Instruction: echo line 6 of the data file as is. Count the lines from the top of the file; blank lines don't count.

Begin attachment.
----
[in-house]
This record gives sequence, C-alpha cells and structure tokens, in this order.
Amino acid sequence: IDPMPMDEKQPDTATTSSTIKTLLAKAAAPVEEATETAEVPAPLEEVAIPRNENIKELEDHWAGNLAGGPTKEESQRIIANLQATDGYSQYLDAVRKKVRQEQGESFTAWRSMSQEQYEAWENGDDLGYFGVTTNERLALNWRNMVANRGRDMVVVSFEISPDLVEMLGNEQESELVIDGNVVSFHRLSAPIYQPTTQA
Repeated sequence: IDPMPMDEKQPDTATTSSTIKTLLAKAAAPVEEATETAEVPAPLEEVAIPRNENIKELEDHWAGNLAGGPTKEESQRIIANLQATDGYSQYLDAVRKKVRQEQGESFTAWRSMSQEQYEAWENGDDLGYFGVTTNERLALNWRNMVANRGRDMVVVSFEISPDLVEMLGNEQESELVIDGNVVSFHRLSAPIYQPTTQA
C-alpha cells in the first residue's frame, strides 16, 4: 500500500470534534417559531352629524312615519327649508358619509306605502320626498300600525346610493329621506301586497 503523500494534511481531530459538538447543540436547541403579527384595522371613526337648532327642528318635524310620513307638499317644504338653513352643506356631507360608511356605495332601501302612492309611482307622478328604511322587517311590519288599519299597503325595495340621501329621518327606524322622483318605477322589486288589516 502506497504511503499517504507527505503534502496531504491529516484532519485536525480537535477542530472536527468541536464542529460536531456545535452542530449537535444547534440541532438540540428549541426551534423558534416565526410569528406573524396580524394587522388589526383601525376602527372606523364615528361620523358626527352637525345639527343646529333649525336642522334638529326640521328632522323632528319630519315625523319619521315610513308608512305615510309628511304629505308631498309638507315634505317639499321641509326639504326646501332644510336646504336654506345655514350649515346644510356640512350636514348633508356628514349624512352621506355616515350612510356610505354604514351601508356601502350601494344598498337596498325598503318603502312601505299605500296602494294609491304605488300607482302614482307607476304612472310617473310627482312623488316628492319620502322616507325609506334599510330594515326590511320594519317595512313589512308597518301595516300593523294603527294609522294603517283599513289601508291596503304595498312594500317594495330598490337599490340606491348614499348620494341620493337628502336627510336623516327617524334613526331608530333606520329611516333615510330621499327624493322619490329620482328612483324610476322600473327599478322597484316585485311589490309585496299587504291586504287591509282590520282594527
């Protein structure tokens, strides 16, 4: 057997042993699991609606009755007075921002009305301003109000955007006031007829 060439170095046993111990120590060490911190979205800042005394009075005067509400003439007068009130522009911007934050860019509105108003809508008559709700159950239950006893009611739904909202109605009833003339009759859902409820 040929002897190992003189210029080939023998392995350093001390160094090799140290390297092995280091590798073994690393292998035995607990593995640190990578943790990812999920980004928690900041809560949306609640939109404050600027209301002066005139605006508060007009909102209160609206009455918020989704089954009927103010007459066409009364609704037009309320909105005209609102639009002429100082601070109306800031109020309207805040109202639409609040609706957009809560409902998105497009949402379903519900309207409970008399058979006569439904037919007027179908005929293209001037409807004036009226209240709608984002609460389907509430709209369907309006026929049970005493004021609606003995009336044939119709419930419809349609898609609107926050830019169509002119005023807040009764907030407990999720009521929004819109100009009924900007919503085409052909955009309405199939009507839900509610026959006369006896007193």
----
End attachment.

């Protein structure tokens, strides 16, 4: 057997042993699991609606009755007075921002009305301003109000955007006031007829 060439170095046993111990120590060490911190979205800042005394009075005067509400003439007068009130522009911007934050860019509105108003809508008559709700159950239950006893009611739904909202109605009833003339009759859902409820 040929002897190992003189210029080939023998392995350093001390160094090799140290390297092995280091590798073994690393292998035995607990593995640190990578943790990812999920980004928690900041809560949306609640939109404050600027209301002066005139605006508060007009909102209160609206009455918020989704089954009927103010007459066409009364609704037009309320909105005209609102639009002429100082601070109306800031109020309207805040109202639409609040609706957009809560409902998105497009949402379903519900309207409970008399058979006569439904037919007027179908005929293209001037409807004036009226209240709608984002609460389907509430709209369907309006026929049970005493004021609606003995009336044939119709419930419809349609898609609107926050830019169509002119005023807040009764907030407990999720009521929004819109100009009924900007919503085409052909955009309405199939009507839900509610026959006369006896007193």